"ISIL's interest in horrific ways to inflict harm is completely consistent with ISIL's record of complete disregard for human rights and international norms and values," said one U.S. official, using an acronym for Islamic State and speaking on condition of anonymity to discuss internal assessments on the threat.

Kurdish peshmerga fighters who this month retook Sinjar and other central Iraq territory from Islamic State found elaborate tunnel networks dug beneath the city and underground bunkers and laboratories that tell of a far-sighted campaign to widen the war against infidels.

That the attacks occur with increasing frequency in the post-Sept. 11 atmosphere of heightened security awareness is testimony to the limited power of vigilance. Security measures have intensified after each deadly strike, but the precautions tend to be modeled on the need to prevent the type of attacks waged in the past while the militants are modifying their targets and tactics for the future.

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"The Paris attacks will have a sweeping impact on European security measures and freedom of movement, but the threat of terrorism will persist and likely worsen in the short term," warn the intelligence analysts of PGI, a privately owned British security consultancy. "The high casualty rates came despite an improved response by French security forces, who had since January trained extensively for the type of Mumbai-style scenario that ultimately unfolded."

Security forces in Europe and the Americas have adjusted their own tactics after each act of terrorism: Airport defenses have been tightened since the Sept. 11, 2001, suicide attacks; police patrols and surveillance at train stations have been beefed up since the 2004 bombings in Madrid; and buses and subways are under closer watch since the 2005 attacks on the London Underground and a packed double-decker bus.

But the terrorists have also switched strategies, shifting targets and waging coordinated multi-venue attacks that confuse law enforcement and defuse its response.

Although religious extremism has sown terrorism throughout human history, "in 2015, the threat has never been so stark, the groups so wealthy, the technology so sophisticated, or the battlefield so global, even as the front lines are so amorphous," said Robin Wright, a Middle East expert with the Woodrow Wilson International Center for Scholars.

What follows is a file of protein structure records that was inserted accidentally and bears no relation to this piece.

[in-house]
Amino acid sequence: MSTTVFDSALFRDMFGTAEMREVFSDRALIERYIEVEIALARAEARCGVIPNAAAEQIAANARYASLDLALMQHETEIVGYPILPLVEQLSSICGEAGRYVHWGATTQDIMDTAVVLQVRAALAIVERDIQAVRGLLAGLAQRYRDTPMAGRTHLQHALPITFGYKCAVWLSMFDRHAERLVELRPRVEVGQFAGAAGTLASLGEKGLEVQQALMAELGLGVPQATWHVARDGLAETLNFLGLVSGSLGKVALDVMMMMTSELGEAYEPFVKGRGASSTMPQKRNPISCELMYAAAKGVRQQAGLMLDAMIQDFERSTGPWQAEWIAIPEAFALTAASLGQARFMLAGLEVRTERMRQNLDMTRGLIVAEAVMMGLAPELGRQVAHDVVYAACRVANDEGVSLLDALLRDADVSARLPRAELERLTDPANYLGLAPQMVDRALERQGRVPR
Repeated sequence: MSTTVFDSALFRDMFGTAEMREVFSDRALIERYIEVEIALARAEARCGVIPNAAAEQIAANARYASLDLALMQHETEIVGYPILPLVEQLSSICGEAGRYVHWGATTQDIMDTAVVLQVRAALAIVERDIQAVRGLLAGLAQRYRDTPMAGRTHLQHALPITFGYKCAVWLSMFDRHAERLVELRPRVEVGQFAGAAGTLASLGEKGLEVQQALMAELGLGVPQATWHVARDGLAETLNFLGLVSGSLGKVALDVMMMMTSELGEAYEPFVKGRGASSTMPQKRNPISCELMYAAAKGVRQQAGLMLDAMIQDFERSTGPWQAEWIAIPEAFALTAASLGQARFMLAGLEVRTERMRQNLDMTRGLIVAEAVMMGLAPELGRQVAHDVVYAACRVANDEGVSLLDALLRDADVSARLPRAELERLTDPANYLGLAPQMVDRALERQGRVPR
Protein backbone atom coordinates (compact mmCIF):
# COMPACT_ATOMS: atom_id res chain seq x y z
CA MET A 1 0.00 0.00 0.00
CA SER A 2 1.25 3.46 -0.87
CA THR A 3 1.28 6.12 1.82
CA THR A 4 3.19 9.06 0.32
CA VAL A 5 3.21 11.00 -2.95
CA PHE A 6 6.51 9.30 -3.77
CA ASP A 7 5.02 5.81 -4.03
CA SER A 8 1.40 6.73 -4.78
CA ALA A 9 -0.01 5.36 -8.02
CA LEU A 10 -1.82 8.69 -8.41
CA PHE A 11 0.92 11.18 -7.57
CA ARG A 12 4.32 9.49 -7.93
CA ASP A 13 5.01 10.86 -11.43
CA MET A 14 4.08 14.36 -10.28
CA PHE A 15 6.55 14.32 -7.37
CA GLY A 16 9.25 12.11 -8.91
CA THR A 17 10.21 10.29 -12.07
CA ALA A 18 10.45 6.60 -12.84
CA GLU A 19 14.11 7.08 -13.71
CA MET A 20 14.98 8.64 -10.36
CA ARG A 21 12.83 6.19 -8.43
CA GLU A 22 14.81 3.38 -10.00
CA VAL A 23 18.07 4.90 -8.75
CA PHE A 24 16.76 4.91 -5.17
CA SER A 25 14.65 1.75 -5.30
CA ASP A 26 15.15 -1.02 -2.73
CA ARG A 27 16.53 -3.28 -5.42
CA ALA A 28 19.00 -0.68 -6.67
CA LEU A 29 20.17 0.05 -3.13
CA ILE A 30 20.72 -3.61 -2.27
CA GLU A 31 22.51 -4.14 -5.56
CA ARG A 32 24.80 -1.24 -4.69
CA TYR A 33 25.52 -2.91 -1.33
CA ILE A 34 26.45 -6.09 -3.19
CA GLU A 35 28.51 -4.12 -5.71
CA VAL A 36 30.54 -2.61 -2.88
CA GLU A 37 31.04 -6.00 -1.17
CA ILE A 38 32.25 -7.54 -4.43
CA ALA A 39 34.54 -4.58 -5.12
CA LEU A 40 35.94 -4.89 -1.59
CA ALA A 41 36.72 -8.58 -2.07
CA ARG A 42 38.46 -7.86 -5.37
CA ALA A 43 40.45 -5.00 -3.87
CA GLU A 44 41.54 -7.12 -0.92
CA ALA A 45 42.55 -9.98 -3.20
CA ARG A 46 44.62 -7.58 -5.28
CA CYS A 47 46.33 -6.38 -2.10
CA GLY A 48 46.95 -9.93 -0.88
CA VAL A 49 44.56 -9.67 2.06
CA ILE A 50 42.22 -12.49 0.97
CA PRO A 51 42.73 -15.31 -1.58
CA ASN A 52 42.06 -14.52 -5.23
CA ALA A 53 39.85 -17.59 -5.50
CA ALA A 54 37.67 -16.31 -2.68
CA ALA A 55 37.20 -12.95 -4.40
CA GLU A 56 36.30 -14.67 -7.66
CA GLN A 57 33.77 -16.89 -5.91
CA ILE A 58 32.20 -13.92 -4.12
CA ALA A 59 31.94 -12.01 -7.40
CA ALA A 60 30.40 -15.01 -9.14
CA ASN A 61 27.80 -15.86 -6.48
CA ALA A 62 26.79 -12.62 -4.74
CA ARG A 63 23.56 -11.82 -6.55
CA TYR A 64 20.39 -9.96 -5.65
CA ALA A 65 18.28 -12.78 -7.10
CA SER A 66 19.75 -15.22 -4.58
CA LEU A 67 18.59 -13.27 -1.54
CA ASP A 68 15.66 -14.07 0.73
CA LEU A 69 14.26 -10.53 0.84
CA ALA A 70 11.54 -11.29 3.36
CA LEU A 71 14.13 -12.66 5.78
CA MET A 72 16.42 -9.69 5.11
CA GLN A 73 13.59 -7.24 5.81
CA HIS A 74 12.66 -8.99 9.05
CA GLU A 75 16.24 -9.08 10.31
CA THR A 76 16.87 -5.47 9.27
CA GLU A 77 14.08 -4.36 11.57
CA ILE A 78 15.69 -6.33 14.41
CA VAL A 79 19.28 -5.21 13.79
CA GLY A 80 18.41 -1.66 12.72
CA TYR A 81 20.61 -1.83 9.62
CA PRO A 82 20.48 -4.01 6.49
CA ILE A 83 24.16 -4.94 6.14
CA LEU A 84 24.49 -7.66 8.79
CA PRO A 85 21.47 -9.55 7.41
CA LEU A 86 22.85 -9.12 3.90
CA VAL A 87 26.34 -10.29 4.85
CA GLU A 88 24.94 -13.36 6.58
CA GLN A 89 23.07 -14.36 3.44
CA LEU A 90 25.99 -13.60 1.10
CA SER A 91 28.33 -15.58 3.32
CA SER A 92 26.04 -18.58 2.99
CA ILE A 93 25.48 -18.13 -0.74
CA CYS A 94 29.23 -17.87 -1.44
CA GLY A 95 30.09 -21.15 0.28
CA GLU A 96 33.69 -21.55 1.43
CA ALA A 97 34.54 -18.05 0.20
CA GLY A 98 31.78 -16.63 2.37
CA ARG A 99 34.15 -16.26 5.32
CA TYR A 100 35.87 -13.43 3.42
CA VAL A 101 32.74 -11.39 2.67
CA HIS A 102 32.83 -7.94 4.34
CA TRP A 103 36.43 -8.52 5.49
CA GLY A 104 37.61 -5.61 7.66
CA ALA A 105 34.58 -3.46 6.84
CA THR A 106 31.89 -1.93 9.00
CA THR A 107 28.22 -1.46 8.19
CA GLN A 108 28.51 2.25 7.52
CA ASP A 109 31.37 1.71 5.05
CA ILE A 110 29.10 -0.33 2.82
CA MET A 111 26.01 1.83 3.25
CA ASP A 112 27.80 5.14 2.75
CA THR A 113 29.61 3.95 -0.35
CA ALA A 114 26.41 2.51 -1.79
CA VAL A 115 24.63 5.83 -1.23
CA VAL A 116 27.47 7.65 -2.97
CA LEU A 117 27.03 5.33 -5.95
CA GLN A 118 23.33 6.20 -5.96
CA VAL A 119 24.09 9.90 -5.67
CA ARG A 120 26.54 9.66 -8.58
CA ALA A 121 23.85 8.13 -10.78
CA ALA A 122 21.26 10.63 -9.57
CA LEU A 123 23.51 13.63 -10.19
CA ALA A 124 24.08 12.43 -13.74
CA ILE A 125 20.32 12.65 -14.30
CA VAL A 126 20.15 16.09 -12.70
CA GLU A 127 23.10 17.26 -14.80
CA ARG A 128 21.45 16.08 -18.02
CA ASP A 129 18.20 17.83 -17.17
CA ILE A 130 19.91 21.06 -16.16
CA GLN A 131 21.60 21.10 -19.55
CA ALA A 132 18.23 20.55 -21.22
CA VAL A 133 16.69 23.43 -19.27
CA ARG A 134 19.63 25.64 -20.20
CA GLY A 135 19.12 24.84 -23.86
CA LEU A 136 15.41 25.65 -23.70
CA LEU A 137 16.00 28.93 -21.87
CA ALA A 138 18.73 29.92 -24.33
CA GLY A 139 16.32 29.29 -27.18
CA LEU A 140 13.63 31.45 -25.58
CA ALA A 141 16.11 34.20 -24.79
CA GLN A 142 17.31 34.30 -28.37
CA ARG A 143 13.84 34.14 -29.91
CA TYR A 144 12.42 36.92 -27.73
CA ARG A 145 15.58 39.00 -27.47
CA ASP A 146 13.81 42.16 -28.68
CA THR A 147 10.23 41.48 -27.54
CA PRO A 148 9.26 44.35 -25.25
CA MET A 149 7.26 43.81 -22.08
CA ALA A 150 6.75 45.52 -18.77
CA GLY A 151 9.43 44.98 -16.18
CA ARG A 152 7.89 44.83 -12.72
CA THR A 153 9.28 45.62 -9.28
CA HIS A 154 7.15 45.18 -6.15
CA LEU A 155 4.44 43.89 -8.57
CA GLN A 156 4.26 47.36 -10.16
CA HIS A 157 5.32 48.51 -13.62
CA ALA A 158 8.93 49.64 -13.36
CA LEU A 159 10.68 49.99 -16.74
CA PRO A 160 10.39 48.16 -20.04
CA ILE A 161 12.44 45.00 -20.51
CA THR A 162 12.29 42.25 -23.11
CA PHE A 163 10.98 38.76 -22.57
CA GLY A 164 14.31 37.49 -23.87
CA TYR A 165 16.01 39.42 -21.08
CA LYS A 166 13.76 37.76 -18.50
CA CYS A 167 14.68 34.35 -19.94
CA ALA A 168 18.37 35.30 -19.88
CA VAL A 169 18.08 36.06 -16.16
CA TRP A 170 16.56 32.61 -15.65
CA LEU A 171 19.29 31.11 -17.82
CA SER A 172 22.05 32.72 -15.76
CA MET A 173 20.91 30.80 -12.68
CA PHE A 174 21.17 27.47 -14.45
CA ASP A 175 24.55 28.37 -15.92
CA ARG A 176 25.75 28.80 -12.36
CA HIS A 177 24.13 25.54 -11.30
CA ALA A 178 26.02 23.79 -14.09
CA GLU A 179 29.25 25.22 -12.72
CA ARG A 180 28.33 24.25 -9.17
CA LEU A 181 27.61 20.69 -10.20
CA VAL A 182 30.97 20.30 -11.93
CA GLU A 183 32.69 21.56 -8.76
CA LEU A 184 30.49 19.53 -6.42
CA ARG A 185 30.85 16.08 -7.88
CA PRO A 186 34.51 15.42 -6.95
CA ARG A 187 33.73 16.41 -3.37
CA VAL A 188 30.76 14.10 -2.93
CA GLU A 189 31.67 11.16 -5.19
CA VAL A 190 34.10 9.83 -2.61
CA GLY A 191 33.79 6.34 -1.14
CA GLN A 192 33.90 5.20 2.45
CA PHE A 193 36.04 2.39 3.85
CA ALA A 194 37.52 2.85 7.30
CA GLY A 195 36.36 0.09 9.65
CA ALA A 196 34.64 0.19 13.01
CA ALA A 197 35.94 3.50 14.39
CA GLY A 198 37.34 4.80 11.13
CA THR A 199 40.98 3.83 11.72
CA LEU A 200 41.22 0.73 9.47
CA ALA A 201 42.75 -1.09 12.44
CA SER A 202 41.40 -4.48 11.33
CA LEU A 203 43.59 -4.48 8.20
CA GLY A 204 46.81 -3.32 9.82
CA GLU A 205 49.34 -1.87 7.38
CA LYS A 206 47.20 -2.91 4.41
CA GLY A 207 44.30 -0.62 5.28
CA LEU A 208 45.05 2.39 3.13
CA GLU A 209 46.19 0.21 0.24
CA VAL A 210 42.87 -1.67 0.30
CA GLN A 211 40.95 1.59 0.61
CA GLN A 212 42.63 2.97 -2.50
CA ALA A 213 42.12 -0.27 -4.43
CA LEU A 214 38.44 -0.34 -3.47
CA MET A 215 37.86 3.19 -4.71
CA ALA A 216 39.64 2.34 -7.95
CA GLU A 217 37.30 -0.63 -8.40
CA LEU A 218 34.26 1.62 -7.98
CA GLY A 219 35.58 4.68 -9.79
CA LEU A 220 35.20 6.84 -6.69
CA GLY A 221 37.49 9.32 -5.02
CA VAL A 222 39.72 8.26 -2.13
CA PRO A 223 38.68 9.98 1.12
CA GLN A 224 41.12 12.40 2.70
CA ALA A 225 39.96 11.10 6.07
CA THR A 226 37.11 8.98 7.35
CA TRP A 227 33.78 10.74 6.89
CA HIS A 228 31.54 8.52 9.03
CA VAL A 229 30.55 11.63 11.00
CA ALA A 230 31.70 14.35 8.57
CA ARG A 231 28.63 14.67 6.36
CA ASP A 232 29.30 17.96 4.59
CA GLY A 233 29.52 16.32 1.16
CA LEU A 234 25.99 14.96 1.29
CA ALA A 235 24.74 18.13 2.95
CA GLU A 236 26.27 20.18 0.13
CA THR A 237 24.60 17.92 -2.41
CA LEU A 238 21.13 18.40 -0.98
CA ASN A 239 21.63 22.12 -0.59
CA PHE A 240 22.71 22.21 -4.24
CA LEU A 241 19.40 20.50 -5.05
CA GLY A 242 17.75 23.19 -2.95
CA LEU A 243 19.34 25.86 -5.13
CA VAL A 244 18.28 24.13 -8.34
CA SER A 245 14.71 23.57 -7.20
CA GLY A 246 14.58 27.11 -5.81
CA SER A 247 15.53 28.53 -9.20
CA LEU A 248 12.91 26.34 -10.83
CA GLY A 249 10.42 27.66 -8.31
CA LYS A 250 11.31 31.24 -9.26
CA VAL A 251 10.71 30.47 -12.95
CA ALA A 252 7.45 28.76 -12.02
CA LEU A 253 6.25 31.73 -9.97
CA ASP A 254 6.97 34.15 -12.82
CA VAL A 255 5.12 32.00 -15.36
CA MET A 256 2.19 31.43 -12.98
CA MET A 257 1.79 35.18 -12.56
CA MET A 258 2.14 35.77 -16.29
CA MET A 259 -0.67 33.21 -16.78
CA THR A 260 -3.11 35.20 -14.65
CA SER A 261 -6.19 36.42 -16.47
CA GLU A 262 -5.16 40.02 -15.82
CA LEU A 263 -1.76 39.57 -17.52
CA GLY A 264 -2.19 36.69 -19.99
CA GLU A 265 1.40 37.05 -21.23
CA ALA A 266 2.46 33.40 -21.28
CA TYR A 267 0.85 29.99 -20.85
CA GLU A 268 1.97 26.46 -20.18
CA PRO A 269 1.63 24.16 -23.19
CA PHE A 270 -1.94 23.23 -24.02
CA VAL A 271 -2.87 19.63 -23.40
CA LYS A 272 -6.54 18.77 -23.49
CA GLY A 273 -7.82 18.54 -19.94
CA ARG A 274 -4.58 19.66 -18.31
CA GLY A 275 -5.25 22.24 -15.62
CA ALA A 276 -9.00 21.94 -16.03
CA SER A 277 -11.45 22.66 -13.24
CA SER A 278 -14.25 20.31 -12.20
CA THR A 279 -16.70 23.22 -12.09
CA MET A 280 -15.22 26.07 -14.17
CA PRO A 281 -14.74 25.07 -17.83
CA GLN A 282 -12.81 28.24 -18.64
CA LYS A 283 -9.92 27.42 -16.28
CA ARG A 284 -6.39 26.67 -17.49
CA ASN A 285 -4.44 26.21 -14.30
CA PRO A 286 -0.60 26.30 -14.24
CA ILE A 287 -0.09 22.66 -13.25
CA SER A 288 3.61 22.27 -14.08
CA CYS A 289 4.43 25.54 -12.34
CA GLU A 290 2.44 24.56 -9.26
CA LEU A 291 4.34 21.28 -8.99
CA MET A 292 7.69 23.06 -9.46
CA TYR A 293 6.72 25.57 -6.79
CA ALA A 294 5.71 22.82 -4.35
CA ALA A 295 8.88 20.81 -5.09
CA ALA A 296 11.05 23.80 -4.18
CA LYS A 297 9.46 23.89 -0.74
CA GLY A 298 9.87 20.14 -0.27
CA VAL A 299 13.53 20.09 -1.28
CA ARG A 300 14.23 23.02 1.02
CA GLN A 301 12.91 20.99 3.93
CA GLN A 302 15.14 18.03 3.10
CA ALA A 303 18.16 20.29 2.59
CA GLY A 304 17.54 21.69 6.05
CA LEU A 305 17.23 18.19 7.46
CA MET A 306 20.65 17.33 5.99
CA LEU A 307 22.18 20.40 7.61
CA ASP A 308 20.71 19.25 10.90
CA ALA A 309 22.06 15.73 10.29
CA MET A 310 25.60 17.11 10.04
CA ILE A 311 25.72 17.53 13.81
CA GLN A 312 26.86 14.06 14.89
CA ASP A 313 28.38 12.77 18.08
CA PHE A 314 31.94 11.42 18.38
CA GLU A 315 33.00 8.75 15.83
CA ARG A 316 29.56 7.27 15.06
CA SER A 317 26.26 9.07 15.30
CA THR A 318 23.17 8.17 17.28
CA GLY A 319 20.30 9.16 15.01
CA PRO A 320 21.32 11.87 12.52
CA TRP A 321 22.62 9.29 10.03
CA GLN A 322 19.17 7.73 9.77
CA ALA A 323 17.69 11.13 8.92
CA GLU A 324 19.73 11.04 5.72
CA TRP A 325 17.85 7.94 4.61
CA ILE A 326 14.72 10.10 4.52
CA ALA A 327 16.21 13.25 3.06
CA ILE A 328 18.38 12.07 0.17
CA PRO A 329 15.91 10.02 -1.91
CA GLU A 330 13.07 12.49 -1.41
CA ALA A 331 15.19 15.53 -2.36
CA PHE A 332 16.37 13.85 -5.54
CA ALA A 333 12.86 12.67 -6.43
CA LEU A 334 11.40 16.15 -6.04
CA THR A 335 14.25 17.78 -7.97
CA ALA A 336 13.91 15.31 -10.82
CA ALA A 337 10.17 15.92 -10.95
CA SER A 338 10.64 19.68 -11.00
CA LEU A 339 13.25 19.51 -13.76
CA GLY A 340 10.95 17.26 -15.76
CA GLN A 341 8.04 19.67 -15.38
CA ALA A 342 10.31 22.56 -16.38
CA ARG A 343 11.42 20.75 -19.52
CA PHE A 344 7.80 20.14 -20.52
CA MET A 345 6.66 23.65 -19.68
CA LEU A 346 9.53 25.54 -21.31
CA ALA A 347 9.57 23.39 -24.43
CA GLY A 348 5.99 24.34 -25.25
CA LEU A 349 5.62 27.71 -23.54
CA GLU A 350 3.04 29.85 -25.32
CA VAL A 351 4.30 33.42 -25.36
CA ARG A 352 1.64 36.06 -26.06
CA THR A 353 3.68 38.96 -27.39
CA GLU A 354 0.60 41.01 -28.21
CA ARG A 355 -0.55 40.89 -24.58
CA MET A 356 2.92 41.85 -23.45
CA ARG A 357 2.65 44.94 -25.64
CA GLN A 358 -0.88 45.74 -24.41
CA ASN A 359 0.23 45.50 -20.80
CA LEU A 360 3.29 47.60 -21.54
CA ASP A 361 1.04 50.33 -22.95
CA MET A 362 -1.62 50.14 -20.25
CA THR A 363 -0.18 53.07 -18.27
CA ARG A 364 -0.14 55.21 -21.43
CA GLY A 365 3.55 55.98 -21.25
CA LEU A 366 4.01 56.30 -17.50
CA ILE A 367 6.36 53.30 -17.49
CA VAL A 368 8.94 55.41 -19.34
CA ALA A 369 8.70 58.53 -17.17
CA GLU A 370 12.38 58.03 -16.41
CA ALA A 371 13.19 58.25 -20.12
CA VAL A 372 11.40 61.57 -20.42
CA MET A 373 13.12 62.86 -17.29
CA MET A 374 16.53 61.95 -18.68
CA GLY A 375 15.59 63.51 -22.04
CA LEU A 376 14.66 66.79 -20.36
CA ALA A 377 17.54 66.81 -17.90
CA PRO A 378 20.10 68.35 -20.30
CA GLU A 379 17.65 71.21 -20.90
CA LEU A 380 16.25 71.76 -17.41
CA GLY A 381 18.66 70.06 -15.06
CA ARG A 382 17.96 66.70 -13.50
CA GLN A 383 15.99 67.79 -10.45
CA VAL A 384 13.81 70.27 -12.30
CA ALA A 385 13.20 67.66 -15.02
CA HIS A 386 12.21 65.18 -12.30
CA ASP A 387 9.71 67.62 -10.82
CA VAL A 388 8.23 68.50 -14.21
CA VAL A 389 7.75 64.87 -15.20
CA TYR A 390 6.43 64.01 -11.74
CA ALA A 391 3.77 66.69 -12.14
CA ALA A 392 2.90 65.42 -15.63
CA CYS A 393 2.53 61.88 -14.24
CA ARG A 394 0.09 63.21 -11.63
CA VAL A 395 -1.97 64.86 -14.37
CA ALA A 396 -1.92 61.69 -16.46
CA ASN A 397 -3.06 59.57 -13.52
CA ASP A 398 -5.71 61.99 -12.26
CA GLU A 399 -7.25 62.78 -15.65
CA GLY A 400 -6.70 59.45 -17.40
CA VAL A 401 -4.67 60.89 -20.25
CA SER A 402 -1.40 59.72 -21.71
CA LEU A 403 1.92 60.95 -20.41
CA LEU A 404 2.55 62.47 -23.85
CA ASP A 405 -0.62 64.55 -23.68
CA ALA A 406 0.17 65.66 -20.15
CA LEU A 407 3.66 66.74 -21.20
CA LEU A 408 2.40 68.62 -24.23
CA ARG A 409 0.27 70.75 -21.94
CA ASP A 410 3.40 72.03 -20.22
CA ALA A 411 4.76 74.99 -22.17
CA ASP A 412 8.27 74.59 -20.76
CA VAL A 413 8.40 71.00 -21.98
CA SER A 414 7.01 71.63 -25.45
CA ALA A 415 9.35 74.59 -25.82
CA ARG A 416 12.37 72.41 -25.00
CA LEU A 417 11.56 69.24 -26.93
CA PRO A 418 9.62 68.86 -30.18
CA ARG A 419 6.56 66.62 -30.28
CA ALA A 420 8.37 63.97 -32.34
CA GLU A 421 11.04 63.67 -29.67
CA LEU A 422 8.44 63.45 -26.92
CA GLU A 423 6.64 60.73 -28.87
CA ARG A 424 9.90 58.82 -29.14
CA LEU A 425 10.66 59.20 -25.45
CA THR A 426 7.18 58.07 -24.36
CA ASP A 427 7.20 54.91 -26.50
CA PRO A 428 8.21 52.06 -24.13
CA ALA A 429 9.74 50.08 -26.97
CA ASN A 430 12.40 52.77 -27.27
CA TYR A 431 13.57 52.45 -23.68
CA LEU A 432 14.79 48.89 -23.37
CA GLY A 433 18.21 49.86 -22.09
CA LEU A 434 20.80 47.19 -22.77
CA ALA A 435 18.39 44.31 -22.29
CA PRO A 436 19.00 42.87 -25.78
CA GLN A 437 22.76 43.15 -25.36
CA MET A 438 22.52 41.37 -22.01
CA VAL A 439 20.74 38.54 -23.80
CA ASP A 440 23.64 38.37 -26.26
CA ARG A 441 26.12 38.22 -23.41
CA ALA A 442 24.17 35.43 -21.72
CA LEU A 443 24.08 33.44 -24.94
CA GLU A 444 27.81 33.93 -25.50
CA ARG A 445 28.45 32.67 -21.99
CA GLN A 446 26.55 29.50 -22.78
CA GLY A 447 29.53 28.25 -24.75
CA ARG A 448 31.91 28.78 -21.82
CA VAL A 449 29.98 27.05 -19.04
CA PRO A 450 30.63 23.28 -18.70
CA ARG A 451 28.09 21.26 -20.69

She sees the latest evolution of terrorism as an outgrowth of Islamic State's declared caliphate and the governing and defense structures created to expand and protect it.

"Underground cells have now grown into powerful militias, even well-equipped armies," Wright wrote Friday in a postmortem on the Paris attacks. "They have claimed political space and created institutions in their ideological image. They have developed economic engines to sustain themselves. And, as in Paris, they are taking their carnivorous campaigns across oceans. They even have the pretense of becoming global powers."

Terrorists have long been highly effective in waging surprise attacks anywhere in the world they choose but have lately redirected their focus from war zones to European targets, said Seth Jones, director of Rand Corp.'s International Security and Defense Policy Center

"What we've seen in 2015 is more of a sophisticated, external operational capability being developed," he said of the two attacks in Paris this year: the January storming of a satirical magazine's office that coincided with the seizure of hostages at a kosher grocery store, and the Nov. 13 strikes.

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"They've now added complex attacks to their suite of terror operations overseas," Jones said. "That has required a bit of time to build up personnel in Europe, to train people and to preposition some of the weapons and equipment. They had to get to know people on the black market who could get them weapons. But they have a pipeline now."

Times staff writers Brian Bennett and Richard A. Serrano in Washington and Alexandra Zavis in Los Angeles contributed to this report.